To cloud or not to cloud? Today, that is the question on the minds of enterprise IT departments, many of which depend heavily on traditional applications for their day-to-day operations.
If you work in IT you will probably have come across a few of these apps--maybe a five-year-old Java application or a proprietary .NET app that uses SQL servers. These traditional apps may be old, but they are far from "legacy." On the contrary, they often serve business-critical functions.
The problem of what to do with these kinds of apps has sparked a debate, one that divides IT professionals into two camps: those who say "cloud now" and those who maintain that "if it ain't broke, don't fix it." This all-or-nothing argument doesn't do IT any good. It ignores the complexity of the decisions that businesses face when deciding which workloads to move to the cloud.
A lot has been written about the benefits of cloud-aware apps--they're better connected, less of a hassle to manage and easier to scale. But here are a few benefits of adopting cloud for traditional apps that aren't mentioned enough:
1. You Can Adopt Cloud Gradually
It's amazing how many companies put off cloud adoption because they aren't sure where to start. Businesses should think of cloud as a process and not a sprint. I've seen some enterprises move into cloud by taking their traditional, monolithic app and teasing it apart, decoupling pieces of the application as a way to work out which parts perform better and are easier to manage in the cloud. For more on this, see my in-depth article: "To Cloud or Not To Cloud: The Uncertain Future of The Traditional Enterprise App"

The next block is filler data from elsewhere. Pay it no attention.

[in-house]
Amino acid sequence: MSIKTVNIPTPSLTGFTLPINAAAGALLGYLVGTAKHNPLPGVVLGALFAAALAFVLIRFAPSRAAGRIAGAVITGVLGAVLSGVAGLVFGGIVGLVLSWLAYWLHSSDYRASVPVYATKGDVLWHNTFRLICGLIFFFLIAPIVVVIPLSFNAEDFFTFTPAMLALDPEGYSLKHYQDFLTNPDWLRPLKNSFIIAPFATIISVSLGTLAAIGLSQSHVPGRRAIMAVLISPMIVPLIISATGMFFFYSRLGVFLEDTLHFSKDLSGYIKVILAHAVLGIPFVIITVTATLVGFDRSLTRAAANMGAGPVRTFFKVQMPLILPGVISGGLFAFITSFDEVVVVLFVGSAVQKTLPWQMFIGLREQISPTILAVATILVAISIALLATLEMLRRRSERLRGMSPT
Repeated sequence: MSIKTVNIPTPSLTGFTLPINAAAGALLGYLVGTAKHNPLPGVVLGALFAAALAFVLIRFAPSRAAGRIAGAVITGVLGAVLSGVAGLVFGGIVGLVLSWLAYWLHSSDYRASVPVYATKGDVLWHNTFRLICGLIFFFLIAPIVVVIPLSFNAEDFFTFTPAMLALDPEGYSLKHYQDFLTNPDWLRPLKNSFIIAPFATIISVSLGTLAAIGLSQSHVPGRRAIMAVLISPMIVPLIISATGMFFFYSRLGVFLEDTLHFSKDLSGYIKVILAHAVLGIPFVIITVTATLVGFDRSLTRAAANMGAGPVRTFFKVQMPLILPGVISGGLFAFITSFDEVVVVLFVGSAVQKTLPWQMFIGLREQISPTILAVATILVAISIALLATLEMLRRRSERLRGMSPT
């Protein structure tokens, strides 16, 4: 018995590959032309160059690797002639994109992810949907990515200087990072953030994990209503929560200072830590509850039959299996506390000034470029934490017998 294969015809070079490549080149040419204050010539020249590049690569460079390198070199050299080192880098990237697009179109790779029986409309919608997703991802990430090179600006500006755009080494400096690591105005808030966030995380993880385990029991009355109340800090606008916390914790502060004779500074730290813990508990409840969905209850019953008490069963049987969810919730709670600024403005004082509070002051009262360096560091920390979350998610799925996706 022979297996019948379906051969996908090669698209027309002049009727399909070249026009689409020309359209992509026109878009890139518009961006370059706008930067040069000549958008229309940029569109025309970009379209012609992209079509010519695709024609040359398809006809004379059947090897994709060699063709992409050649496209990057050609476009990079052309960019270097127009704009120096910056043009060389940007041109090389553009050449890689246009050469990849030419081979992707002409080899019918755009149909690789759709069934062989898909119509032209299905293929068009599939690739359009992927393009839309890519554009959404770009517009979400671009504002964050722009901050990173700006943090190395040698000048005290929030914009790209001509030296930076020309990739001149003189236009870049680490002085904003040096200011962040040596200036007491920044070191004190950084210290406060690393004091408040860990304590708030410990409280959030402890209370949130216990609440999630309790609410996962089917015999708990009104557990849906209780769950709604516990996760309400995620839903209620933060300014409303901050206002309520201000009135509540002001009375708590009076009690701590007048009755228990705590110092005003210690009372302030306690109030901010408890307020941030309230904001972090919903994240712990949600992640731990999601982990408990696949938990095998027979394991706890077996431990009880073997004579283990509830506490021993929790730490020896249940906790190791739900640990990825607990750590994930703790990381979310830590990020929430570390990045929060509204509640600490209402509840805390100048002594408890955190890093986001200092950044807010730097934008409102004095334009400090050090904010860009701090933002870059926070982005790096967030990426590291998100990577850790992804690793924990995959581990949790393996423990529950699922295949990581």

2. With Cloud You Get More for Less
Because cloud is inexpensive, companies can try it out for different pieces of their app to see what fits. They can create a version of their app, call it a test, break it apart and try to make it work in the cloud. It's low-risk and high-reward, since they can spin up cloud servers and throw them away--all at a fraction of what they're used to paying for traditional infrastructure.
3. Infrastructure Expertise at Your Beck and Call
It may make sense for an IT department to staff some hardware specialists to keep things running smoothly, but how much value is IT adding to the business by staffing a legion of them? Today, managed cloud providers can take over much of the work of keeping infrastructure running at a fraction of the cost of a full-time hire. This will free up IT staff to focus on innovative new projects that deliver real value to the business.
4. The Cloud is Redefining the Nature of IT
This is one benefit I don't see discussed much. If your team's business is software, cloud adoption allows you to implement new agile development practices that will keep your business from falling behind your competition. The ability to speed up the development lifecycle and reduce time to market is already proving critical to the survival of many businesses. The evolution of IT isn't just technological; it's a cultural shift--one facilitated by the cloud.
Pushing for every piece of a traditional app to be fully cloud-native at once is a misstep. But it's important that enterprises start exploring which components of their apps can live, and even thrive, in the cloud. Otherwise they risk being left behind in this new era of cloud IT.
To read more on this topic, visit my full-length article, "To Cloud or Not To Cloud: The Uncertain Future of The Traditional Enterprise App."